The latest news from the Cambridgeshire & Peterborough Combined Authority:
Mayor of Cambridgeshire & Peterborough James Palmer has said Government approval for a scheme to allow eight-car trains to operate on the frequently overcrowded route between King’s Lynn and Cambridge will be a welcome boost to rail users.
With proposals for Soham train station set to be presented to the public this month, a series of clear, budgeted next steps to bring the scheme to delivery have been laid out by the Cambridgeshire & Peterborough Combined Authority.
A strategic review into the opportunities to improve the bus network across Cambridgeshire and Peterborough has included a recommendation to produce a business case exploring options for radical reform. The Strategic Bus Review report, published today, was commissioned by the Cambridgeshire and Peterborough Combined Authority and has been welcomed by Mayor James Palmer as an opportunity to inject strategic leadership and a more integrated approach to the bus network across the area. The review has analysed the current network and presents a series of opportunities for improvements.
Cambridgeshire and Peterborough Mayor James Palmer has vowed to do everything he can to support a bid to allow eight-car trains to run between Cambridge, Ely and King’s Lynn, after Network Rail announced progress with plans to reduce overcrowding on the route at peak periods. The Great Northern service connecting King’s Lynn with London, which includes stops at Littleport, Ely, Waterbeach, Cambridge North and Cambridge stations, is hugely popular with commuters, but current infrastructure limits it to a four-car train between Cambridge and King’s Lynn and so is frequently overcrowded at peak times. Recognising the desire among train users, local representatives and Great Northern to increase capacity, Network Rail has been working on a scheme called the King’s Lynn Service Enhancement Project that will allow eight-car trains to operate between Cambridge and King’s Lynn at peak times.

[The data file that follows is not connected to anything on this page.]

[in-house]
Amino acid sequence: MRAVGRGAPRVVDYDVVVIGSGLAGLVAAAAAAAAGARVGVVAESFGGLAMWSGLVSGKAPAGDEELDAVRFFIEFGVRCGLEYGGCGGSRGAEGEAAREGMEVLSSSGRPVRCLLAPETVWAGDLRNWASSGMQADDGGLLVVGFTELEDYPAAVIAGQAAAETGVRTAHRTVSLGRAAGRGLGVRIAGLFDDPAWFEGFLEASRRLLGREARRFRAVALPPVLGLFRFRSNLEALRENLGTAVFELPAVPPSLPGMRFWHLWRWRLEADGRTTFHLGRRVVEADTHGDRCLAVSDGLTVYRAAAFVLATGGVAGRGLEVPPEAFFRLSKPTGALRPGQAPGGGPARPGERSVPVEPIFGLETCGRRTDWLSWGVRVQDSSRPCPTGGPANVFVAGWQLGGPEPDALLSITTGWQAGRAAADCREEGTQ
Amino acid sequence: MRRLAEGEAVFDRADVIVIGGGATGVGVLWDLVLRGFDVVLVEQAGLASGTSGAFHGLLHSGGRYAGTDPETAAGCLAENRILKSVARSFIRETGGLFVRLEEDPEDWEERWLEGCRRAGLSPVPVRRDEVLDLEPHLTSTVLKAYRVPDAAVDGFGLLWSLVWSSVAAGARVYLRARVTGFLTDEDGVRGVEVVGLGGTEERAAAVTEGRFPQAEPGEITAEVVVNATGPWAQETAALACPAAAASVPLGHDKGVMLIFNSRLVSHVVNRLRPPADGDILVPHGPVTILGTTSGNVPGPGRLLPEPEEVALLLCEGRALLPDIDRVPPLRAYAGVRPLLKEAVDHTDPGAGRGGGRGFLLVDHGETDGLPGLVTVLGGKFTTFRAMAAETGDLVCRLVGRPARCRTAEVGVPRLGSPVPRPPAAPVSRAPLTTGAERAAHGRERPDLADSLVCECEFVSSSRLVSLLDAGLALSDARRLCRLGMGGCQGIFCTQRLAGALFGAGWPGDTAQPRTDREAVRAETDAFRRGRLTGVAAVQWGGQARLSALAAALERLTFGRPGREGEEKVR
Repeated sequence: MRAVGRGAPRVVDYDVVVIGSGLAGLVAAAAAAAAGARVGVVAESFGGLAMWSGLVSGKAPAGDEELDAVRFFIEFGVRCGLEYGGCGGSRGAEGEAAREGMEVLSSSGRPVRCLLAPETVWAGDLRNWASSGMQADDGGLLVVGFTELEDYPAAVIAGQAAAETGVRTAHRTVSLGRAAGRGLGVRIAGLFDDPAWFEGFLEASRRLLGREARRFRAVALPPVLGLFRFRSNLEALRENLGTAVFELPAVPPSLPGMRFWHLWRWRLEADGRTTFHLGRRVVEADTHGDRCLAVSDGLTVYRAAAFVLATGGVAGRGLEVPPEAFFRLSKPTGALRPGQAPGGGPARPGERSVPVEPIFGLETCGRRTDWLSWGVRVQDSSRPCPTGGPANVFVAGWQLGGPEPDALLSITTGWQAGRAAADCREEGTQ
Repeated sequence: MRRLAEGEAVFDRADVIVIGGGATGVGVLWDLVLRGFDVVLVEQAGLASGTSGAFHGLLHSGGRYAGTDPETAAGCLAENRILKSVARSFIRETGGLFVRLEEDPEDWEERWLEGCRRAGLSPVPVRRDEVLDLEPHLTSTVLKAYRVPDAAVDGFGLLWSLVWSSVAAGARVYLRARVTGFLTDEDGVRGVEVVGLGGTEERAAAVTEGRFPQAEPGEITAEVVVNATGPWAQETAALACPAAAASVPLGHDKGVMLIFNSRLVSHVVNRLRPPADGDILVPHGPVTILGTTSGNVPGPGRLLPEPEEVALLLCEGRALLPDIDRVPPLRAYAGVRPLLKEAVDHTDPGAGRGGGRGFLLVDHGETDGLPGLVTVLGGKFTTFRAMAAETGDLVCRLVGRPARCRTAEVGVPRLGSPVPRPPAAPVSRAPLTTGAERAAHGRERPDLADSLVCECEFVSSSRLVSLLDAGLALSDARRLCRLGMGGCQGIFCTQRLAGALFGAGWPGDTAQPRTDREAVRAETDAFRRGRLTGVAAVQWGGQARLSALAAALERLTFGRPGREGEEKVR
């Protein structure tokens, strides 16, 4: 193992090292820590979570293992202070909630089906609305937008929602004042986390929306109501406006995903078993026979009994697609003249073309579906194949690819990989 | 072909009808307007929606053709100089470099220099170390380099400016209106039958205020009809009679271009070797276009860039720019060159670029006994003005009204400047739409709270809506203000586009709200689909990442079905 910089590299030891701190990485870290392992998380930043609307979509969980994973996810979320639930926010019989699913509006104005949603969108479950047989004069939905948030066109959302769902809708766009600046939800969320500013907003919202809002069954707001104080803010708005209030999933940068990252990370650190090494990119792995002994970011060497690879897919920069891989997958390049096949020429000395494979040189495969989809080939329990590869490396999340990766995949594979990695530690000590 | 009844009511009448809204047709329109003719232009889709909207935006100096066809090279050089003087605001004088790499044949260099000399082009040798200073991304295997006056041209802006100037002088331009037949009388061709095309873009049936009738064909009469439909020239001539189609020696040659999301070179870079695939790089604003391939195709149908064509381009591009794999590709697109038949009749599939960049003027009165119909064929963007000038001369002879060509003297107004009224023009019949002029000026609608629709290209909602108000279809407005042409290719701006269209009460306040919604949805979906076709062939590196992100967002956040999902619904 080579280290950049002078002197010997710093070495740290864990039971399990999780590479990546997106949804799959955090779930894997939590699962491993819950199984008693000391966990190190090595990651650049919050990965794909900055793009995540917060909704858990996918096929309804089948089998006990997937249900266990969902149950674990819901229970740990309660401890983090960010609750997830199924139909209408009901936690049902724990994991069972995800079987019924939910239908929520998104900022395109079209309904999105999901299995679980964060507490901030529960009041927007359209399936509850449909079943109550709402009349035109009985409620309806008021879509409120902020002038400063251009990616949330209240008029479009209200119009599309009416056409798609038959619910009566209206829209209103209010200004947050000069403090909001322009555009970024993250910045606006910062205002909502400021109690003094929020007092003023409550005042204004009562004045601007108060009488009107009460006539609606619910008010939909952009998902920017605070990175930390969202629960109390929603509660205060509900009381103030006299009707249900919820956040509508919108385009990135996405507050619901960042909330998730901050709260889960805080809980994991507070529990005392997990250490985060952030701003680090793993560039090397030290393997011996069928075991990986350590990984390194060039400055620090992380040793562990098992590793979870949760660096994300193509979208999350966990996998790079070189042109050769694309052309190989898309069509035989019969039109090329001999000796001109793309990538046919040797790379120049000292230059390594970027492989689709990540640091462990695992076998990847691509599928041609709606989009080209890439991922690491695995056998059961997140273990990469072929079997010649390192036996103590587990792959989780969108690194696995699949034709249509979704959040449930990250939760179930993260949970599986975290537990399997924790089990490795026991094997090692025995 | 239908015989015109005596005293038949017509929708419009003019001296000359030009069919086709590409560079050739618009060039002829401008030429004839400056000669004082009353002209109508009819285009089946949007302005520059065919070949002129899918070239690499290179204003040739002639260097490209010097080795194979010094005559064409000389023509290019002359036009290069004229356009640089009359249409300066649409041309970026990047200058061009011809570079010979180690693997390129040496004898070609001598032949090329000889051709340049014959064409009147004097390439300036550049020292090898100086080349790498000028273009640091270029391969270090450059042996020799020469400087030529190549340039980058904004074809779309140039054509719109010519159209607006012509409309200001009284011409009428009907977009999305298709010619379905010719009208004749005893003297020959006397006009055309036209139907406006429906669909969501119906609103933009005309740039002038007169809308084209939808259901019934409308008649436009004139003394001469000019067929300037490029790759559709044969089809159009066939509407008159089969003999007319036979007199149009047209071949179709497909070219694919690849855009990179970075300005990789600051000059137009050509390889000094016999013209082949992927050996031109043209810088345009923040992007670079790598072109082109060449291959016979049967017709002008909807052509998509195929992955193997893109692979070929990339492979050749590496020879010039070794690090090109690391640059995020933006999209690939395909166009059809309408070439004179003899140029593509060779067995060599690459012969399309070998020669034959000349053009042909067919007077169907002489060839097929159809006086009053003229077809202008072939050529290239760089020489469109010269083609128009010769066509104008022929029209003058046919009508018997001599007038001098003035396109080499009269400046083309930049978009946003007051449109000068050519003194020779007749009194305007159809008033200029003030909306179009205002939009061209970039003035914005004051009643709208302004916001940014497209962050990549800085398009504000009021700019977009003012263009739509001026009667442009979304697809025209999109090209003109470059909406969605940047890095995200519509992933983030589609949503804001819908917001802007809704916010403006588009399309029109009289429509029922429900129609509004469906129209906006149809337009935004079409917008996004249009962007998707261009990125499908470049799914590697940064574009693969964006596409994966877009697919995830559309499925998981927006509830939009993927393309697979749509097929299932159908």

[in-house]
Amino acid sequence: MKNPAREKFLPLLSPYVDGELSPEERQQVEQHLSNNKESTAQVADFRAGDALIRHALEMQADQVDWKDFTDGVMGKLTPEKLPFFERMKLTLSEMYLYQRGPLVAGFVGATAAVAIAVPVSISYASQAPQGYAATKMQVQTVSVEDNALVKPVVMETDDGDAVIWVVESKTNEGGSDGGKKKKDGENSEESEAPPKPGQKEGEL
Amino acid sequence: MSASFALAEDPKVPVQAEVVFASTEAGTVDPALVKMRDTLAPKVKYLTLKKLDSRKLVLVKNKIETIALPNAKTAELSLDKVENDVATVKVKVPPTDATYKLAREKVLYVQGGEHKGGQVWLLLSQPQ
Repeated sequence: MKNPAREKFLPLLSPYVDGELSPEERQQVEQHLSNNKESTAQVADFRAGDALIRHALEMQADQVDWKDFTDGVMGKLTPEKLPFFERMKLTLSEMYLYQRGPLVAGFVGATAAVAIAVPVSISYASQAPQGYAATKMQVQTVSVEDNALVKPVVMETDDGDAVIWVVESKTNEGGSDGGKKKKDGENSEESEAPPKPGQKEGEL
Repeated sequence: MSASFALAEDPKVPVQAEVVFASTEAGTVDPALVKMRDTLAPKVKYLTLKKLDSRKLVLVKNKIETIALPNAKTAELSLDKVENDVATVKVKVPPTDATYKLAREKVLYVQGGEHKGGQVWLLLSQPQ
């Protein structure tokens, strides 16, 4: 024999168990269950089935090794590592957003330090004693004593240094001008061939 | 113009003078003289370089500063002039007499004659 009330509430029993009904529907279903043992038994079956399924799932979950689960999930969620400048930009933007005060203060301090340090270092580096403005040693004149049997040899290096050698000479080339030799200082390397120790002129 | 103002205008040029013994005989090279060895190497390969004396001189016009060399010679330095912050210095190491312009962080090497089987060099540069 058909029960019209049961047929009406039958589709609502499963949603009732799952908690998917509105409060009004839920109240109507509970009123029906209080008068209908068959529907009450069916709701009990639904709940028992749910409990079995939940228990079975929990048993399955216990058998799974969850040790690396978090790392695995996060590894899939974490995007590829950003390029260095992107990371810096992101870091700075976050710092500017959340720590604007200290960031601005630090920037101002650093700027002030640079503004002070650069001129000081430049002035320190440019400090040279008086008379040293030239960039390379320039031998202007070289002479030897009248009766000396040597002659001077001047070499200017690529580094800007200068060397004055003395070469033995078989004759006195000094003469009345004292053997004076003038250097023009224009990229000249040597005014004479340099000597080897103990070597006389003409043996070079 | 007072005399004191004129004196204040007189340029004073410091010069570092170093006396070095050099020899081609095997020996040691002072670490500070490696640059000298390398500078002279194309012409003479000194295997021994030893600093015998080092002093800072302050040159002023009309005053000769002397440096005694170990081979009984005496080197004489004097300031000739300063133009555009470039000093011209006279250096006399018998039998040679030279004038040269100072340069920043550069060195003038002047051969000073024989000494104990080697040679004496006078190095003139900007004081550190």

Community land trusts, discounted homes capped at £100,000, and taking a more direct role in housing delivery through its own development company are all part of a bold and innovative new housing strategy to be recommended to the Cambridgeshire and Peterborough Combined Authority Board on Wednesday, 26th of September.
Mayor James Palmer’s support for a bill to give Metro Mayors powers to deliver more public electric car charging points has been successful.
The inaugural charity ball hosted by Cambridgeshire and Peterborough Mayor James Palmer has raised more than £12,000 for an organisation committed to helping emergency services staff suffering from post-traumatic stress disorder (PTSD). Around 200 guests enjoyed a night of music and entertainment in the stunning surroundings of The Lady Chapel at Ely Cathedral in aid of Cambridgeshire-based charity PTSD999. Guests of the charity joined leading figures from the county’s business and political worlds for the event, which featured a three course fine-dining menu, charitable auction and live band. Mayor Palmer said: “For my first ball I honestly had no expectations about what could be raised, but I’m really chuffed to be handing over a cheque for more than £12,000. “Big thanks have to go to all those who had a hand in organising this very enjoyable event, those who donated prizes and those who came on the night and took part in our fundraising auctions and raffle. “I’m also really pleased to be able to draw more attention to the good work that PTSD999 does.
Mayor Palmer with the Mayor of Fort Worth, Betsy Price